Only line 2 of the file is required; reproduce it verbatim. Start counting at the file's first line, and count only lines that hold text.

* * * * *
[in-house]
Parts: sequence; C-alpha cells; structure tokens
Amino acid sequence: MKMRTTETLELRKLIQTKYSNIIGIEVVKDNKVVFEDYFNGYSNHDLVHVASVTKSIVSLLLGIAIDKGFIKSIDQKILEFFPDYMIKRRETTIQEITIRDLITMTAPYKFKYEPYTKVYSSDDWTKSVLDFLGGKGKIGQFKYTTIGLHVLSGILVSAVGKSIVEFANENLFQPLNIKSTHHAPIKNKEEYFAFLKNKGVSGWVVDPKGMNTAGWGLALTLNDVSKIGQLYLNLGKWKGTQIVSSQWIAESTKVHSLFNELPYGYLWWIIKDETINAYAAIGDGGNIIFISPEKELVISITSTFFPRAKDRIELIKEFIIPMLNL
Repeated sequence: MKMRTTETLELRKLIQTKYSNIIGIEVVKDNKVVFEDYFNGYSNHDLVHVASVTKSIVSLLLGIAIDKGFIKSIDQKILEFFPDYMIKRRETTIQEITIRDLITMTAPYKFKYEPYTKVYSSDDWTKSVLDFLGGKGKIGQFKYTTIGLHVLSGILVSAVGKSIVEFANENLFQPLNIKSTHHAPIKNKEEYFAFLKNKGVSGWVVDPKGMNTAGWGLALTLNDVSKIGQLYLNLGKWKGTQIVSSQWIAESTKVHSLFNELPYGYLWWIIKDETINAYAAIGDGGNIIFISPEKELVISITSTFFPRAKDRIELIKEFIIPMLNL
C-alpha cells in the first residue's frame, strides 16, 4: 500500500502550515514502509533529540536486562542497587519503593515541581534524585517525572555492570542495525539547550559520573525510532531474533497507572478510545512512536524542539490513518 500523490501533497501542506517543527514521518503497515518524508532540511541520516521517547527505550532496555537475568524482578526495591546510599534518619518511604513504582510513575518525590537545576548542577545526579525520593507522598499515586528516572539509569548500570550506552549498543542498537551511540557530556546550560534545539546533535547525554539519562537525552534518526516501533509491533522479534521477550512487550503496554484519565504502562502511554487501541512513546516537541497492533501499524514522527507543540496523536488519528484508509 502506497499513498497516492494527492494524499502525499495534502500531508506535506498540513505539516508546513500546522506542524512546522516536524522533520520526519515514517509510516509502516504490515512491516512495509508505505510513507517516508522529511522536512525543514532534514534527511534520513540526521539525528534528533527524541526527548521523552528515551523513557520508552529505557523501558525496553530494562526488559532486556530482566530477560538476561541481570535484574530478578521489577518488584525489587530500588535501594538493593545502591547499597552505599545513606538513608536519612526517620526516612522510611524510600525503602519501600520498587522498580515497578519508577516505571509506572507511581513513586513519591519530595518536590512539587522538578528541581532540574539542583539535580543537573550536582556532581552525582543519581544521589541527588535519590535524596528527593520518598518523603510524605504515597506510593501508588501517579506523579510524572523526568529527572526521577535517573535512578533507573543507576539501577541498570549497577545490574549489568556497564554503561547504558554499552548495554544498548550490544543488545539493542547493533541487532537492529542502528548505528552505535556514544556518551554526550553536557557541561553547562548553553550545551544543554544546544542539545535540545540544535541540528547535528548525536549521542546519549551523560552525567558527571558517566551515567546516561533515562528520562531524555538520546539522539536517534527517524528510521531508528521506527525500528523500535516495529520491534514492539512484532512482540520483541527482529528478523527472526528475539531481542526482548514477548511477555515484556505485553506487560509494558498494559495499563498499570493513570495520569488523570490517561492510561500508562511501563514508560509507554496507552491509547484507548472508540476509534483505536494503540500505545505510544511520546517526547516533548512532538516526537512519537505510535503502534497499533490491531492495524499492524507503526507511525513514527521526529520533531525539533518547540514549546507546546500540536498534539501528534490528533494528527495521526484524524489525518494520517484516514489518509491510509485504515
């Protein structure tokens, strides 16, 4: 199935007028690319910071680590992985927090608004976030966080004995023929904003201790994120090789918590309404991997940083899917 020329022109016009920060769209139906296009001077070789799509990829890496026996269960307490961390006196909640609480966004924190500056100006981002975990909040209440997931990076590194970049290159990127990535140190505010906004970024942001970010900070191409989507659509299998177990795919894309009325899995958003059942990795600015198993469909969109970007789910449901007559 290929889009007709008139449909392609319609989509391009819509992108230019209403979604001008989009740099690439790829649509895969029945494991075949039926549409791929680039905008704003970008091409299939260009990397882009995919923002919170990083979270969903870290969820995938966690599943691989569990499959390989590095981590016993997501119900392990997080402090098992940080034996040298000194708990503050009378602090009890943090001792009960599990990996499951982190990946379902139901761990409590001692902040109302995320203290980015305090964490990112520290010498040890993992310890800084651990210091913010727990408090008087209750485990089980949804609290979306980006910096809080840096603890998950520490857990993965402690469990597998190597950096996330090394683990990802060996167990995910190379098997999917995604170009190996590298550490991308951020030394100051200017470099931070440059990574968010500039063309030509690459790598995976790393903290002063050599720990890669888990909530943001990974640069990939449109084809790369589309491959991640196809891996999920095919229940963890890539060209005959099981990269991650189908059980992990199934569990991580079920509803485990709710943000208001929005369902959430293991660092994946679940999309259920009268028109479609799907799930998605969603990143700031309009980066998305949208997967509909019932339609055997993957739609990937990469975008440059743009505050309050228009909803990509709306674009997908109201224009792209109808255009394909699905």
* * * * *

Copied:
Parts: sequence; C-alpha cells; structure tokens